A common brokenness

… the sources of our suffering becomes the source of our hope…

Here’s what struck me from this passage from Henri Nouwen’s book Life of the Beloved: living with and leaning in to our dependencies becomes a way of connecting with our dependency on God. I have read similar ideas many times yet when I get in such an obsessive/dependent state as he describes (so good to know someone else does this), I can’t yet automatically go to this idea, rather I just experience shame and, depending on the strength of the usually unreciprocated attachment, acute embarrassment. I get attached to people in the way he describes and lose sight of myself…I fear I am too much and also not enough.

 

But I find I can trust Nouwen and the 12 step ideas he draws  on in the passage in this photography … openly confessing our dependencies whether material or emotional is part of spiritual growth, and leads us toward understanding our dependency on God. I have noticed that the dependencies I have leaned into and acknowledged have produced vulnerability, which produces spiritual growth.

So here’s to embarrassment, awkwardness, dependency and brokenness. Indeed, blessed are the poor in spirit, for theirs is the kingdom of heaven — a kingdom of shared brokenness and openness, where no one is placed above the other, and where we each give comfort according to our capability and take comfort according to our need.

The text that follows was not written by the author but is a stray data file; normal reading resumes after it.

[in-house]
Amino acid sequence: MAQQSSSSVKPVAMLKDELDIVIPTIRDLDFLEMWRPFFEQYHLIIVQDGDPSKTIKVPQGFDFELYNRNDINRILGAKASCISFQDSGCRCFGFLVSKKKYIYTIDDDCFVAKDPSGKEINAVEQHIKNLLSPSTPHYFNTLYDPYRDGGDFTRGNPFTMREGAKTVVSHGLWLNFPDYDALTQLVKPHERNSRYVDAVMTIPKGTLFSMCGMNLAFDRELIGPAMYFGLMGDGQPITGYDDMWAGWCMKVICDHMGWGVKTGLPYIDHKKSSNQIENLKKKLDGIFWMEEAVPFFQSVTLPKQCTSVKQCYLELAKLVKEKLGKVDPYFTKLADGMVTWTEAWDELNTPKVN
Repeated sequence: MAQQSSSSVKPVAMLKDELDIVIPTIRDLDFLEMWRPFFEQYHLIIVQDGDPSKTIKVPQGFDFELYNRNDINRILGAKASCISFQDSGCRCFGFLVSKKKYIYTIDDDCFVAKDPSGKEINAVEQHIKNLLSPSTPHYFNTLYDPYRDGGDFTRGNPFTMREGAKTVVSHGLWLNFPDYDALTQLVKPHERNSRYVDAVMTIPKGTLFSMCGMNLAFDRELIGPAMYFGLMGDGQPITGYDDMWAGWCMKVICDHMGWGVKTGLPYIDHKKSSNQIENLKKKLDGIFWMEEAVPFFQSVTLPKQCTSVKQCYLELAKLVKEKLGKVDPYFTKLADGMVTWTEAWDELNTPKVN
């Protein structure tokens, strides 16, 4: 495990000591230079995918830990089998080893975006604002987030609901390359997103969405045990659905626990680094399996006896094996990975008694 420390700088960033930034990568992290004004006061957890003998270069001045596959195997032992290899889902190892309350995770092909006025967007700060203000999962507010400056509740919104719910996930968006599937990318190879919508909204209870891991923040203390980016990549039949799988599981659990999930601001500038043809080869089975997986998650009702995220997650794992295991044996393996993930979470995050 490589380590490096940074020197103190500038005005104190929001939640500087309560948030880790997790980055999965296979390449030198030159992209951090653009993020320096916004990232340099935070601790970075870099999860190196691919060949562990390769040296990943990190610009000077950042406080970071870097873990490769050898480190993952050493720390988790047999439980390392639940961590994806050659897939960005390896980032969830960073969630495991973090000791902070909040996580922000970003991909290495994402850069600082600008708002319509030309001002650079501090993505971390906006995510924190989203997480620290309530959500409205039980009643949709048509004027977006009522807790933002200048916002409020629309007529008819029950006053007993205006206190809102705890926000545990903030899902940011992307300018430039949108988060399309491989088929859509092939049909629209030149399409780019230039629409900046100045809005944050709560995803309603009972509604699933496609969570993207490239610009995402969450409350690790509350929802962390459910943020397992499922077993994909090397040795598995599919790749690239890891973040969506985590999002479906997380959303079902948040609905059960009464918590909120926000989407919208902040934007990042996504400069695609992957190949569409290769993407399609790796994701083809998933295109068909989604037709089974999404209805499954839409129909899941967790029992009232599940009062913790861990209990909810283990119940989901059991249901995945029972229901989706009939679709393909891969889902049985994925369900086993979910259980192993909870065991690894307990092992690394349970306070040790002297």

Kelly Dombroski blogs as www.throwntogetherness.wordpress.com.

Family Hymn

I can’t resist posting a second poem from Aotearoa Psalms — it is still within the copyright (less than 10%), and since the book was published by my grandparents, I’m hoping I wouldn’t be sued anyway (wave and wink to my grandmother).

I need to have this poem on our fridge, or in the bathroom or just painted on the wall of the house somewhere. Here goes:

Family Hymn

While the Angelus breaks the evening air
and prayers wash through cloisters,
Christ makes waves in his bath
and wants to know
if tiger sharks have fur.

While the scholar sits in awe
over an ancient manuscript,
tracking the history of his faith,
Christ nestles against her mother
and tells from a book held upside down,
a story about some clowns
who make rainbows out of icecream.

While the priest at his desk,
somewhere between the front door
and the telephone,